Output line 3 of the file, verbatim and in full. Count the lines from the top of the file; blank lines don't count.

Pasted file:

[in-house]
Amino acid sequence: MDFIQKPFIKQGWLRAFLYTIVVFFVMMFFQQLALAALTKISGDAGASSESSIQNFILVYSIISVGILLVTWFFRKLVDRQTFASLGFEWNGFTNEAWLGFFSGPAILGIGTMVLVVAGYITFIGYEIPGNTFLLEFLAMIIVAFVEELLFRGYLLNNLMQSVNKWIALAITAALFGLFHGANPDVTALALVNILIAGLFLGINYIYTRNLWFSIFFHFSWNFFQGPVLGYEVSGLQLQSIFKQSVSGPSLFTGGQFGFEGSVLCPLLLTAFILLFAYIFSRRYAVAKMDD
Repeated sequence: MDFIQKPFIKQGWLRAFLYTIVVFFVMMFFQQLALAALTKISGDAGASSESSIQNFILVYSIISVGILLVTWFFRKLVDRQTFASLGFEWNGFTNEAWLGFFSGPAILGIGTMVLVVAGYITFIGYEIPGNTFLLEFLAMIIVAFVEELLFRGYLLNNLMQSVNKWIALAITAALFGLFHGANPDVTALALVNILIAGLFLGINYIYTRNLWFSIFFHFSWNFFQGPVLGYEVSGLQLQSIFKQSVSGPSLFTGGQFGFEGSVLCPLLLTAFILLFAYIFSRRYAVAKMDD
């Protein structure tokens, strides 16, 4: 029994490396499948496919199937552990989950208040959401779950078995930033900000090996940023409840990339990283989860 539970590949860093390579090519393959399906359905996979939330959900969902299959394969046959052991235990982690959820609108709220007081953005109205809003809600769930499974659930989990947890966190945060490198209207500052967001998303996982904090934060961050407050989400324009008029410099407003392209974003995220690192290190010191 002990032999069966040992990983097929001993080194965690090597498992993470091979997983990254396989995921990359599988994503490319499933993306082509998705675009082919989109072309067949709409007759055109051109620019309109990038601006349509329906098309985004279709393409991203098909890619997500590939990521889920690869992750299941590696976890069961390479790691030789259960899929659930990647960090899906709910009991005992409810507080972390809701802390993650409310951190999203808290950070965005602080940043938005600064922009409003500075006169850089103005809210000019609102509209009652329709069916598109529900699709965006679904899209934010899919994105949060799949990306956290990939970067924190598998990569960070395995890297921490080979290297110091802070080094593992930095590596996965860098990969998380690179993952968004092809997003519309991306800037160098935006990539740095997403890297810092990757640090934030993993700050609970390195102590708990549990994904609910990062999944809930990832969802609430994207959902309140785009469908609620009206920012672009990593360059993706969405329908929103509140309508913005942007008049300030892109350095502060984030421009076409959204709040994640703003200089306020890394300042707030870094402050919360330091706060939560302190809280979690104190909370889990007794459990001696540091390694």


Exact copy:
Repeated sequence: MDFIQKPFIKQGWLRAFLYTIVVFFVMMFFQQLALAALTKISGDAGASSESSIQNFILVYSIISVGILLVTWFFRKLVDRQTFASLGFEWNGFTNEAWLGFFSGPAILGIGTMVLVVAGYITFIGYEIPGNTFLLEFLAMIIVAFVEELLFRGYLLNNLMQSVNKWIALAITAALFGLFHGANPDVTALALVNILIAGLFLGINYIYTRNLWFSIFFHFSWNFFQGPVLGYEVSGLQLQSIFKQSVSGPSLFTGGQFGFEGSVLCPLLLTAFILLFAYIFSRRYAVAKMDD